July 2, 2011


David Goldfield, America Aflame: How the Civil War Created a Nation (New York: Bloomsbury Press, 2011) ("The men and women who celebrated the war believed they were worthy of it. This second generation of Americans and their offspring carried the legacy of the American Revolution. Northerners say the opportunity to extend and protect the Revolutionary legacy, to transform an experiment into a permanent, indivisible country. An Ohio recruit resolved, 'Our Fathers made this country, we, their children are to save it.' Southerners sought to duplicate the work of the rebels of '76 and found a new nation. Ivy Duggan, a Georgia recruit, read the Revolution as teaching 'us . . . to resist oppression, to declare and maintain independence, to govern ourselves as we think best'." Id. at 206 (citation omitted). From the book jacket: "In this spellbinding new history of the Civil War, David Goldfield crafts the first major reinterpretation of the conflict--its causes and costs--since James M. McPherson's Battle Cry of Freedom. Whereas past scholars have limned the war as a triumph of freedom, Goldfield sees it as America's greatest failure: a breakdown caused by the infusion of evangelical religion into the public sphere. AAs the Second Great Awakening surged through the nation, political questions became matters of good and evil--differences serious enugh to kill or die for.").

Brooks D. Simpson, Stephen W. Sears & Aaron Sheehan-Dean, eds., The Civil War: The First Year Told by Those Who Lived It (New York: Library of America, 2011).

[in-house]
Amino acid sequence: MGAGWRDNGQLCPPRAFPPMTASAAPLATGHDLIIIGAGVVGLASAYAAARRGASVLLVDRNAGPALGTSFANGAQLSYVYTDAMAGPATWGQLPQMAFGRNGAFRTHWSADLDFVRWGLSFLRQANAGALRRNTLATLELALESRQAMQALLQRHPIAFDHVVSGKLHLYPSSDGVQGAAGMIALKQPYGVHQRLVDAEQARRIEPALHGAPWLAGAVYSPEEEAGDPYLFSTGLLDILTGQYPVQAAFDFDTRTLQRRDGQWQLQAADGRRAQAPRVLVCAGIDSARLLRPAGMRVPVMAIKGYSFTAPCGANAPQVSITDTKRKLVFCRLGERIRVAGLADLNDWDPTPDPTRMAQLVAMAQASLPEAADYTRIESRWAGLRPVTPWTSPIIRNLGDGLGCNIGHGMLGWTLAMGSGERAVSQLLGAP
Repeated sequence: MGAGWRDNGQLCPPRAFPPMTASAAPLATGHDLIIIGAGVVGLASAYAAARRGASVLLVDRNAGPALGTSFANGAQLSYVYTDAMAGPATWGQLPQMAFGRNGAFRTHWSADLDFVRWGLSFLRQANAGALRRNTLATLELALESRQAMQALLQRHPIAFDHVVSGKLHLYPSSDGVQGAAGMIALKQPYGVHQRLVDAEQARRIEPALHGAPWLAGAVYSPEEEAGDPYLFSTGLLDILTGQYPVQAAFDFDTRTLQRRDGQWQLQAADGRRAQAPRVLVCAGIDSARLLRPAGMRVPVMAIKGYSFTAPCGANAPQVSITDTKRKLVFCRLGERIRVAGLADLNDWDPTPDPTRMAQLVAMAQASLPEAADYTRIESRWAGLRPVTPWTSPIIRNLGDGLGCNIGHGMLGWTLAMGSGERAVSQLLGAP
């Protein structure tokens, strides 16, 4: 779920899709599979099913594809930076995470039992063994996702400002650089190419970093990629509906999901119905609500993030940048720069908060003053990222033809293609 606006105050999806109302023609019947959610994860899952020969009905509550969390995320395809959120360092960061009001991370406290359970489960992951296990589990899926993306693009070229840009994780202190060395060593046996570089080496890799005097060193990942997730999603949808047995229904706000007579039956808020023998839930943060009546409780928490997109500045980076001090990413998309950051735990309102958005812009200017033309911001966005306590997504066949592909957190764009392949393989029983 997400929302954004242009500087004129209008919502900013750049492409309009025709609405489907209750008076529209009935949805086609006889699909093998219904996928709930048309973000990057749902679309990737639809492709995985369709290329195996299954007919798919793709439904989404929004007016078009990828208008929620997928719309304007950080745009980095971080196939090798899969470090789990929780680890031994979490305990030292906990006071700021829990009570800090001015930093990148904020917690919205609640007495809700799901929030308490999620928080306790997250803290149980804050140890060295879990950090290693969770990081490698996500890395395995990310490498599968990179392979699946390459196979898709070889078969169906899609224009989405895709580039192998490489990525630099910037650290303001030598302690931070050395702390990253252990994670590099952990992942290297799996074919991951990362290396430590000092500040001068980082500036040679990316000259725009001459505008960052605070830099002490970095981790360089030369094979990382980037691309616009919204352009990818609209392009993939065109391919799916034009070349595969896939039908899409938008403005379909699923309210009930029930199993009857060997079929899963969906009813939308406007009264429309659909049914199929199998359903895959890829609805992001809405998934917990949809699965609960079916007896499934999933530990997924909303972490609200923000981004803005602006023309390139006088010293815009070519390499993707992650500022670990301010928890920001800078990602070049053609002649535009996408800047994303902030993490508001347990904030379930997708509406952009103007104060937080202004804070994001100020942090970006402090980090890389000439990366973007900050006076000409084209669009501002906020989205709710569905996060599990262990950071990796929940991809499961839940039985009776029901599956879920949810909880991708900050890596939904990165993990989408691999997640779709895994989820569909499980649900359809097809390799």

Matthew Warshauer, Connecticut in the American Civil War: Slavery, Sacrifice, and Survival (Middleton, Connecticut: Wesleyan U. Press, 2011) ("Along with the rest of the North, Connecticut staunchly opposed slavery and rallied to not only halt the westward spread of the 'peculiar institution,' but to defeat the Southern rebellion that had shaken the Union to its core. When considering Connecticut's connection to slavery and the Civil War, many immediately think of the Amistad case, the state heroine Prudence Crandall, the underground railroad, John Brown, and Harriet Beecher Stowe. There are certainly important and well-known events and people, who, by today's standards, reveal the best in enlightened, antislavery thought. We conclude, therefore, that Connecticut was always generously disposed toward abolition, with its yearning for black freedom and civic equality. The result of such forward-looking racial attitudes resulted in the state's massive commitment to crushing the Southern rebellion." "The reality, however, is far from the constructed memory that flowed forth in the many years and decades after the Civil War. The simple truth is that i the ;land of steady habits,; one of the steadiest was a virulent racism. While New England was generally viewed as the national center of abolitionist thought, Connecticut stood apart. . . . It was not that abolition failed to have a foothold in Connecticut. Rather, support for abolition was not nearly as widespread as many today believe. Moreover, whatever the number of abolitionists, there were many more in the state who actively opposed the end of slavery and black equality. There existed within Connecticut a serious and formidable antagonism toward abolition and blacks. These attitudes can be seen throughout the antebellum period and well into the Civil War." Id. at 1-2. "The racism of nineteenth-century America precluded the idea of justice. Or, perhaps more correctly, many in the North viewed emancipation as enough justice. Going any further could be equated with promoting black social and political equality, something that few white Northerners condoned. In this sense, there existed a distinct difference between emancipation and abolition similar to what had been articulated at the time of Lincoln's Emancipation Proclamation. And though during the war, some Northerners may have developed a sort of amnesia regarding their prewar views of blacks, or even admitted the errors of these views, in the war's long aftermath, there existed no widespread desire to wrestle with such issues. The reality is that most white Northerners, including many residents of Connecticut, wanted to establish a firm separation between the races. We think of segregation as primarily a Southern phenomenon, one that developed in the latter half of the nineteenth century and was endorsed by the infamous 1896 Supreme Court decision in Plessy v. Ferguson, which legally sanctioned the idea of 'separate but equal.' Yet devotion to racial separation was also characteristic of Northerners and had developed much earlier." "The disintegration of abolitionist sentiment, the feeling that blacks had already received justice, the distaste for black political and social equality, and the desire for separation between the races -- all culminated in one momentous event that steered Connecticut's course into the postwar years. In the spring of 1865, the General Assembly passed an amendment to the state constitution removing the word 'white' in determining who could vote, and scheduled an October referendum on the subject. The change was overwhelmingly rejected by Connecticut voters. And it was Republican votes that secured the amendment's defeat. The state's residents may have ultimately supported emancipation, but they were not advocates of black civic equality -- they were not abolitionists. The vote was a resolute shift from thoughts of justice and equality to those of healing and reconciliation [with white Southerners]." Id. at 175.176.).